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as in Japura, sometimes it covers the reddish grain, sometimes alternates with it, but in smaller masses. In Paricatuba, and near Obidos, it runs a very fine grained gneiss,


somewhat calcareous, and very hard, reddish quartz.

Red quartz

As for secondary deposits, there are in this mountain formations so widely scattered, we found only those of marl, of colored clay in porcelain earth, often outcropping along the river; and in Taguba Cuara, in Tapajos, those of iron sulphate and plaster.

Iron sulphate

Colored clay deposits, sometimes occurring to a great extent along the river, are the only variant that gives the monotony of this orogenic formation a pleasant diversion.

If the water of the river is in the ebb and the banks of different shades appear, already from far away attract the eye of the traveler by the colors white, yellow, red and violet, with which they stand out from the mirror of the water. The village of Serpa was named after the Indians as lta-coatiara, that is, "painted stone," because of these clay banks. The marginal red ravines are given the denomination, Cuara-piranga, "red place"; yellow, taud; to white, taua (Tabatinga) properly "yellowish white". These colorful clays, often very thin and friable, are the ones they continually use for their body paintings.

The filamentous and compact plaster brought to us from Taguba Cuara is entirely identical to Keupric stone; but the deposit is above a limestone formation that I myself have never seen anywhere in the Amazon. Also the most recent deposits of pyrite sulfite

Pyrite sulfite

Iron sulfate

which, impregnated with iron sulfate,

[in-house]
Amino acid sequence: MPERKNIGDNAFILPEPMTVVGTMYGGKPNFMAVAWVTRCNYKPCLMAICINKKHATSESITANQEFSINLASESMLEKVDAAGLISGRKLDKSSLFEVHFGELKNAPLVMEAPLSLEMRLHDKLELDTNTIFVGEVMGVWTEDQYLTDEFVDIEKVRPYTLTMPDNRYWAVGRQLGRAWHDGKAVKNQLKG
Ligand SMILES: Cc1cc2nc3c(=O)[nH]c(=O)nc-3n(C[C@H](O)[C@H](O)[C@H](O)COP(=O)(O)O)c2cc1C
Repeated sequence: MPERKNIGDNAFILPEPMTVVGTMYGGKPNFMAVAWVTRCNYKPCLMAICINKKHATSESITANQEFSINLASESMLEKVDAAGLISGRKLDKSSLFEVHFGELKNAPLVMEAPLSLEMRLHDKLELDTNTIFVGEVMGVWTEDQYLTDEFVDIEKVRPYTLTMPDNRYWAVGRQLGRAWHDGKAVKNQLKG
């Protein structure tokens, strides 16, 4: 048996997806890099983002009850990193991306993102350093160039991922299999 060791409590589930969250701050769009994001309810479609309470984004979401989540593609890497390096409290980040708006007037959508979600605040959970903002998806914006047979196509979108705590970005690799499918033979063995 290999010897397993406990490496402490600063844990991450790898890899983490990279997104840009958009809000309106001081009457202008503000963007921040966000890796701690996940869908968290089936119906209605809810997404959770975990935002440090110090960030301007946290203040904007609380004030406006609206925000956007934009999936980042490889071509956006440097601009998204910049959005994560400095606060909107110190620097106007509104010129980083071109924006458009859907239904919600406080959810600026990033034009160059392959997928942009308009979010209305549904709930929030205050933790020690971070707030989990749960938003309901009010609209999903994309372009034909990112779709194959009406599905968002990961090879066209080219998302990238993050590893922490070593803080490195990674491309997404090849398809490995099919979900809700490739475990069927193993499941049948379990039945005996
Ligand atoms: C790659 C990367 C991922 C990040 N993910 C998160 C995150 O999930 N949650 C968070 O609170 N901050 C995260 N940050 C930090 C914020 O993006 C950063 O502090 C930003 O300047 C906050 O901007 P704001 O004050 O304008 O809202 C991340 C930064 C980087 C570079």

makes the transition to lignite and tree trunks, identical to those found in the Upper Japura marl, did not appear to us here. As a more recent formation, there are also sometimes, as in Obidos, deposits of a large gray grain, pink or white, of poor cohesion, whose alloy is limestone; elsewhere, there is a very recent breach of rust quartz gres

Rusty quartz

and jasper, in rough, angular, and conglomerate pieces.

These are the extremely simple geognostic conditions we had the opportunity to watch in the Amazon River Basin. They only become interesting when it is possible to harmonize them with neighboring orogenic formations. But if one takes a look at the adjacent territories on the south side, there is no doubt, as it were, that the predominant formation in the province of Piaui is also a reddish grain, rising to tabular mountains,

now covered with grasses. greyish green, now of palm-lined marshes and undergrowth, and to the east side covered with rust, gravel, is Itapicuru and the Maranhao province; but to the north the keupric (reddish) grain of the Amazon is repeated.

Serra de Ibiapaba

The dense forest-covered granite Serra de Ibiapaba - the third chain, "from the east, which runs in part from the coast along the mainland of Brazil, while forming the southwestern border of Piaui, - It also divides the two territories, by climate, natural products and different characteristics.The territory to the north of it belongs to the great Amazon Basin.

By the throat of the Dois Irmaos, we had passed a few miles north over it, finding, beyond a limestone of transition, which emerges in Pocoes de Cima, deposited on the gneiss and nothing more than the same formation of keupric grains were upon it. On this same stone we walked through palm trees and marshy fields to the Itapicuru River.

Itapicuru River

In the Turi River, gold mines were discovered, in the year 1818, on whose formation nothing positive could be proposed; but a few pieces taken from there, which show the pure metal in a milky white or gray quartz,

White quartz

do not justify the possibility of the same formation occurring here as well. In Minas Gerais, a large iron ore stratum appears, sometimes filling the valleys, sometimes covering, like a cape, the summits of the highest mountains, and almost everywhere containing gold.

Iron ore

This orogeny (gold-producing), which is called there in the Tupic language, tapanacanga "head of black", and the conglomerate of iron grains, is almost always absolutely similar to that of the Amazon Basin; However, the latter lacks both gold,


and oligyst,


whose fractures appear incorporated in many cases. This equality of formation, in such a vast territorial space, deserves great attention, because there has been